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15 June 2019

Adventures in the Terraform DSL, Part VI: Towards a unit testing framework

by Alex Harvey

This post introduces a first of its kind unit testing framework for the Terraform DSL called “terraform testing eval”, based on an unmerged feature branch based on Terraform 0.12.2 written by Martin Atkins.

Introduction

This post, which I have included as part VI of my ongoing blog series on the Terraform DSL, introduces for the first time (as far as I know anyway) a unit testing framework called, for now anyway, “terraform testing eval” that was written by Martin Atkins at HashiCorp as a prototype test framework for Issue #21628 that I raised. In the post I show how to set it all up and write real unit tests using Rspec or Python’s unittest framework. I hope to generate some interest and demand for the concept in the hope that people will upvote the issue and cause HashiCorp to prioritise merging this important feature!

Why unit test

The fact that the Terraform DSL has made it through 12 beta releases and 5 years of use in production without a unit testing framework shows, I think, a lack of demand in the DevOps community for real unit testing frameworks for their infrastructure code. Indeed, competing products also have never provided real unit test frameworks either - e.g. Ansible, Salt, AWS CloudFormation. Puppet has had a unit testing framework - Rspec-puppet - since 2011, although, even there, it is used only by a niche of engineers.1

It appears, therefore, that many DevOps engineers either do not see the point of unit testing - or, for whatever reason, choose to not do it.

I also often hear it said that slow integration tests that spin up real infrastructure are preferrable to fast unit tests because unit tests can never prove that your application actually “works”.

Well, I see unit testing of Terraform and other infrastructure code as essential in at least all of the following scenarios:

Use case Terraform example
Safely refactor code Given Terraform 0.7 code prove that nested replace functions are correctly replaced by Terraform 0.12 conditional expressions
  Prove that Terraform templates expand into expected text for a set of inputs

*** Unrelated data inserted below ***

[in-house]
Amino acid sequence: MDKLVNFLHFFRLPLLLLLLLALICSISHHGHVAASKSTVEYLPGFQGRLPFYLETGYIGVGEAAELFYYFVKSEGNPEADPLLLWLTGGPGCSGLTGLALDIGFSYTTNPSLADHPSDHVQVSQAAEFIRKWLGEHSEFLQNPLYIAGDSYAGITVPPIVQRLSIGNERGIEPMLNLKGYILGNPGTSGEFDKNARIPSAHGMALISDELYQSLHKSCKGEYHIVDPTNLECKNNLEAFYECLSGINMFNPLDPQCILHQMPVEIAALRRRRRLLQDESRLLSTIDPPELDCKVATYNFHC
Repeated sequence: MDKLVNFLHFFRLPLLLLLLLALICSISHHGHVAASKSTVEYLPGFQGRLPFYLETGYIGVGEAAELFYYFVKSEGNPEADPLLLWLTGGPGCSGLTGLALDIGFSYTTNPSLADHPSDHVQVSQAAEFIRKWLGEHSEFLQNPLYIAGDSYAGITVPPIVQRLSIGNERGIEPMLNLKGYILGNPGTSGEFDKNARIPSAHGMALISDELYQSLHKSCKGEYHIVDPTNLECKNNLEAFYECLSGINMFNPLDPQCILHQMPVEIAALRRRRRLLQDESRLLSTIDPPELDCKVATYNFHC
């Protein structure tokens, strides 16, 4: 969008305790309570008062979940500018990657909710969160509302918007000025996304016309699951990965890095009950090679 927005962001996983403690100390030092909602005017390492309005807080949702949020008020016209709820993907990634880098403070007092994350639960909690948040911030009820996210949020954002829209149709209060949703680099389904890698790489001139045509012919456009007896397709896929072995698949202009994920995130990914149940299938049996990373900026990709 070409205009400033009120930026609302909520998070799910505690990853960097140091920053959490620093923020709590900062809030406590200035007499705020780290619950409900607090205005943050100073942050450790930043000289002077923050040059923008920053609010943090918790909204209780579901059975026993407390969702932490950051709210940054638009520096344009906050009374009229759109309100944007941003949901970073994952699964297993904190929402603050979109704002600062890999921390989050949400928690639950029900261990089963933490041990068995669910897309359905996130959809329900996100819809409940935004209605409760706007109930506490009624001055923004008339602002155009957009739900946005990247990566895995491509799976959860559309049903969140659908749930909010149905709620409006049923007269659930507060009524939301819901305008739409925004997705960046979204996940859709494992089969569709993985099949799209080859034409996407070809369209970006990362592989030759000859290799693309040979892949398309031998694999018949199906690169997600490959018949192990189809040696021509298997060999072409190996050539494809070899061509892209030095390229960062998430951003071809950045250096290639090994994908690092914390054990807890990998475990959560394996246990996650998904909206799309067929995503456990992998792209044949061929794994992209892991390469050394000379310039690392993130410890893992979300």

Prove that for and for_each expressions code generate expected Terraform resources
As a learning aid Experiment with unfamiliar syntax without the cost of creating real Cloud resources
  Given an unfamiliar code base unit tests can be used to study its behaviour
Rapidly change code With complete unit test coverage it is possible to write more code quickly without each change slowed down by infrastructure build costs
Additional code as documentation Unit tests show how code behaves in response to inputs in a way that the code itself often does not

These are some and not all of the benefits that unit testing brings to infrastructure and any code. And while not everyone will agree, I personally consider a unit testing framework a must-have feature for any code that will run in production.

Similarities and differences with Puppet

The designs of Puppet and Terraform have many obvious similarities: both are declarative DSLs for infrastructure code; both provide resource abstraction layers with a type and provider model; both build directed acyclic graphs to order the configuration of resources; both take a human-readable source code and “compile” it into a “catalog” (Puppet) or “plan” (Terraform).

But there are some key differences, and these differences no doubt made it easier to provide a unit testing framework in Puppet than in Terraform:

  1. Terraform’s state file caches known state information and provides input into the Terraform plan, whereas Puppet’s only knowledge of state at the time of catalog compilation are the facts sent by the Puppet agent. Mocking these facts is a smaller problem than mocking state in Terraform.
  2. Terraform’s providers actually send inputs to the plan as well. Puppet’s providers meanwhile only operate after the catalog is already compiled.

For more information be sure to carefully read all of Martin’s comments in the GitHub issue. The problems are not insurmountable.

The proof of concept